Tuesday, November 25, 2008

admin. law - adequate findings - remand

Resource Staff, Inc. v. UCBR - Cmwlth. Court - November 25, 2008

http://origin-www.courts.state.pa.us/OpPosting/Cwealth/out/779CD08_11-25-08.pdf

The court ordered a remand of this UC self-employment case, because of the UCBR's failure to "address all of the factual issues that are essential to the legal determination of Claimant's eligibility for benefits. "We recognize that the record contains ample testimony and other evidence that would support additional, necessary findings; however, it is for the UCBR, and not this court, to provide findings of fact that are sufficiently specific" to decide the legal issues in the case.

UC - self-employment

Resource Staff, Inc. v. UCBR - Cmwlth. Court - November 25, 2008

http://origin-www.courts.state.pa.us/OpPosting/Cwealth/out/779CD08_11-25-08.pdf

This case was remanded because of the UCBR's failure to "address all of the factual issues that are essential to the legal determination of Claimant's eligibility for benefits " and the issue of whether claimant was an employee or independent contractor.
In its opinion the court noted the following:

- A determination regarding the existence of an employer/employee relationship is a question of law that depends upon the unique facts of each case. Danielle Viktor, Ltd. v. DLI, Bureau of Tax Operations, 586 Pa. 196, 892 A.2d 781 (2006).

- 43 P.S. §753(l)(2)(B) establishes a presumption that an individual earning wages for services rendered is an employee, as opposed to an independent contractor, and it also allows a putative employer to overcome that presumption by showing that: (a) the individual was free from control and direction in the performance of his work; and (b) in the performance of his services, the individual was customarily engaged in an independently established business or occupation. Unless both of these showings are made, the presumption stands that one who performs services for wages is an employee.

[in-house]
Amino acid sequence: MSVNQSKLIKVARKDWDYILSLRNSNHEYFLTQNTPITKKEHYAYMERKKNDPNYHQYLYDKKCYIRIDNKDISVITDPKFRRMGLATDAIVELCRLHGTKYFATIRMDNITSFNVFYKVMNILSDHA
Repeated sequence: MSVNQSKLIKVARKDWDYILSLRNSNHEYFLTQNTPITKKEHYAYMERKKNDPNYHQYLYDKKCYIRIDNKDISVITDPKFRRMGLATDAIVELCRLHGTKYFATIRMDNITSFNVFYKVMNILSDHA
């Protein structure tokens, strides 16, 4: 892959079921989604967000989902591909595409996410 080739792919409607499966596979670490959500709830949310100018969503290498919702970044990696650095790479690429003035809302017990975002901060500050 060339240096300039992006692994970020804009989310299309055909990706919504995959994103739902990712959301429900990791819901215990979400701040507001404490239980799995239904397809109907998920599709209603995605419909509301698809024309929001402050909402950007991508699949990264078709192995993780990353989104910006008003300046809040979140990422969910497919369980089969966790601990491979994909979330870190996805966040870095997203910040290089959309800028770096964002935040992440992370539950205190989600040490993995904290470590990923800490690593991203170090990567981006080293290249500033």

- The issue of control of the putative employer "must be based on the totality of circumstances" and involves "many factors, such as: whether there was a fixed rate of remuneration; whether taxes were deducted from the claimant’s pay; whether the presumed employer supplied equipment and/or training; whether the presumed employer set the time and location for the work; whether the presumed employer had the right to monitor the claimant’s work and review his performance; and the requirements and demands of the presumed employer. No single factor is controlling."

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